The Victoria and Albert Museum of Art and Design in London is a globally known and respected art museum. In fact, it’s one of the best. But tucked among the famous works both old and new is a very unique gallery. It’s the forgers’ gallery— a collection of fakes so expertly created that they are considered “museum worthy” knockoffs.
These works fooled all but the most expert connoisseurs of art. Yet, despite their believability, they weren’t genuine works of art. They were imposters. They were in and of themselves nothing. Because they were not real, original or inspired, they were worthless. Although many of these worthless knockoffs produced great price because they fooled the eye, in the end the legitimacy of each (or lack thereof) was discovered.
In Galatians 4, Paul talks about the danger of spiritual forgery. He stresses to the Galatian church the true goal of the message of Christianity: that Christ is formed in us. (Galatians 4:19) The Galatian church was receiving a different message from others about the true goal of the Christian message, and it was deceiving them. It looked similar to them, but when scrutinized by Paul, it was shown to be a fake. Paul said, “They eagerly seek you, not commendably, but they wish to shut you out so that you will seek them.” The goal of these spiritual forgers was to have the Galatians buy into their message. The problem was that their message was not true.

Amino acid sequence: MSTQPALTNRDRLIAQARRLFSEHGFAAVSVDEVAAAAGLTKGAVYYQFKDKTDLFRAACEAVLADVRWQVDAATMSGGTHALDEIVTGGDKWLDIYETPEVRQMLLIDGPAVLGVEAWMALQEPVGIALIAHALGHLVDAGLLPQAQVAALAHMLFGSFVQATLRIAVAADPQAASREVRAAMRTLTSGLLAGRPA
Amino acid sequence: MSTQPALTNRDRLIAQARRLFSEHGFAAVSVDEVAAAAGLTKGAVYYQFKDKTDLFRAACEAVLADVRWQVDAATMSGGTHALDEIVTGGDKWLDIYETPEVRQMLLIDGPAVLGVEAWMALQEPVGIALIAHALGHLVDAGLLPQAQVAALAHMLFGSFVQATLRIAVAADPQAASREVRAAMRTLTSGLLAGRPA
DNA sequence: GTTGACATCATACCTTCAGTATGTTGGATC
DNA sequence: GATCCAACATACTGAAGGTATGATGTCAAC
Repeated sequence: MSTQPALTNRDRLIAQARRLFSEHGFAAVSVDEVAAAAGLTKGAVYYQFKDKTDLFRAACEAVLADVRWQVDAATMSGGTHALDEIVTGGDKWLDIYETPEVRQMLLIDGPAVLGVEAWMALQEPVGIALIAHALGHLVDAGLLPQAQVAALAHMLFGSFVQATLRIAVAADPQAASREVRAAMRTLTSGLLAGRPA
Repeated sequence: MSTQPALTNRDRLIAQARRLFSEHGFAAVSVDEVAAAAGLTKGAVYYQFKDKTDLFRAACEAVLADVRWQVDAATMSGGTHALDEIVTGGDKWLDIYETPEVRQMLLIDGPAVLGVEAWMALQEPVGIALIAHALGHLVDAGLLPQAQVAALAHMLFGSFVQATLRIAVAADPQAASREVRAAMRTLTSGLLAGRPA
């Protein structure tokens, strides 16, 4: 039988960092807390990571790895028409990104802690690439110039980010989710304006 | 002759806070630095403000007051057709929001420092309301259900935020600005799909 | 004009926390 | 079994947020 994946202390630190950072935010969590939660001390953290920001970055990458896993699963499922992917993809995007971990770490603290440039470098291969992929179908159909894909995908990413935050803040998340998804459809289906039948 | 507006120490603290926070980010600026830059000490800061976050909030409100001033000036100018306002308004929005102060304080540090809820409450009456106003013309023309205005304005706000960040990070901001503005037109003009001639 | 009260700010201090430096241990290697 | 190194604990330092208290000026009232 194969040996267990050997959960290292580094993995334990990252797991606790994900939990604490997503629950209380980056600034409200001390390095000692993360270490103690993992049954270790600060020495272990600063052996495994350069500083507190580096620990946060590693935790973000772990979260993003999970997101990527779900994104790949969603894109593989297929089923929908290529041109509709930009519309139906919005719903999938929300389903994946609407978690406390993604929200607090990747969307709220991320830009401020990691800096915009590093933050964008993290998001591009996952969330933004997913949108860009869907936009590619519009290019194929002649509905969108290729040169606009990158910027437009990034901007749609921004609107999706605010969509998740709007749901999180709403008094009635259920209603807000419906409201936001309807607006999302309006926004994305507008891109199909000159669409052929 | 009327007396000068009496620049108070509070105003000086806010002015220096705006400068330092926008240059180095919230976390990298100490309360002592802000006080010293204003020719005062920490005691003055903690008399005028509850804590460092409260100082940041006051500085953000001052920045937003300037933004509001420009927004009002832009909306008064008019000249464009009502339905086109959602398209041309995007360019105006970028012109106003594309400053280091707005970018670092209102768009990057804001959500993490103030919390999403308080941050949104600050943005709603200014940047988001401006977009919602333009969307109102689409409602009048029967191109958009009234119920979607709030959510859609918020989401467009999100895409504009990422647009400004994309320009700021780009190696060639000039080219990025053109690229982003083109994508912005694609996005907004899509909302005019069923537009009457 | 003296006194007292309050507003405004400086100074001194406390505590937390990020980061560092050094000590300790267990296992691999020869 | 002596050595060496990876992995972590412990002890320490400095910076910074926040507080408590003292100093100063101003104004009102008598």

Forgeries have long existed in art and in church. Our goal is to become knowledgeable enough about our faith to spot imposters. We do this by studying the Word of God, and by allowing Christ to be formed in us as we understand and act on His words and ways. The more Christ becomes part of who we are, or is “formed in us,” the more we will be able to spot a fake. We become who we follow, so spotting a spiritual forgery can be a matter of life and death.
How can memorizing scripture help us spot a fake?
What are some current or past forgeries that have caught you off guard?
What are the implications of 2 Timothy 4:1–4 both, on the reality of forgeries and the responsibility of believers?